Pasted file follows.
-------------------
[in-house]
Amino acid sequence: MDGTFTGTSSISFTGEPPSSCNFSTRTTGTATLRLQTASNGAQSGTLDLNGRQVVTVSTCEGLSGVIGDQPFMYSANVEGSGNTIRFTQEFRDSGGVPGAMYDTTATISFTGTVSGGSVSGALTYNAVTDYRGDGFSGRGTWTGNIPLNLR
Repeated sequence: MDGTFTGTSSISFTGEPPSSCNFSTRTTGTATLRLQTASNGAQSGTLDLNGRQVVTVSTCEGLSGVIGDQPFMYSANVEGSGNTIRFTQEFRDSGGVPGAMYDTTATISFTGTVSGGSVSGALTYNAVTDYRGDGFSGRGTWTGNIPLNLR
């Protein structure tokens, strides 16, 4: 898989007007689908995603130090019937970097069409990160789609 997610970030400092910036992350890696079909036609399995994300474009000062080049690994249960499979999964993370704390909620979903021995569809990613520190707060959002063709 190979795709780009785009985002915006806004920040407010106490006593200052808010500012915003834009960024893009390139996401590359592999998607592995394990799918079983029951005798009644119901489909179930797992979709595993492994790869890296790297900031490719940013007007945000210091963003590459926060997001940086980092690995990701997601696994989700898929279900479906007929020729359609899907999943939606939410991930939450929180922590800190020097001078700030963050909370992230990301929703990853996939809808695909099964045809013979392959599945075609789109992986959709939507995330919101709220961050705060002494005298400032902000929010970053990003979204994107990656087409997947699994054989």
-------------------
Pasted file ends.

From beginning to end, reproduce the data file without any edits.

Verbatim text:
[in-house]
Amino acid sequence: MDGTFTGTSSISFTGEPPSSCNFSTRTTGTATLRLQTASNGAQSGTLDLNGRQVVTVSTCEGLSGVIGDQPFMYSANVEGSGNTIRFTQEFRDSGGVPGAMYDTTATISFTGTVSGGSVSGALTYNAVTDYRGDGFSGRGTWTGNIPLNLR
Repeated sequence: MDGTFTGTSSISFTGEPPSSCNFSTRTTGTATLRLQTASNGAQSGTLDLNGRQVVTVSTCEGLSGVIGDQPFMYSANVEGSGNTIRFTQEFRDSGGVPGAMYDTTATISFTGTVSGGSVSGALTYNAVTDYRGDGFSGRGTWTGNIPLNLR
């Protein structure tokens, strides 16, 4: 898989007007689908995603130090019937970097069409990160789609 997610970030400092910036992350890696079909036609399995994300474009000062080049690994249960499979999964993370704390909620979903021995569809990613520190707060959002063709 190979795709780009785009985002915006806004920040407010106490006593200052808010500012915003834009960024893009390139996401590359592999998607592995394990799918079983029951005798009644119901489909179930797992979709595993492994790869890296790297900031490719940013007007945000210091963003590459926060997001940086980092690995990701997601696994989700898929279900479906007929020729359609899907999943939606939410991930939450929180922590800190020097001078700030963050909370992230990301929703990853996939809808695909099964045809013979392959599945075609789109992986959709939507995330919101709220961050705060002494005298400032902000929010970053990003979204994107990656087409997947699994054989």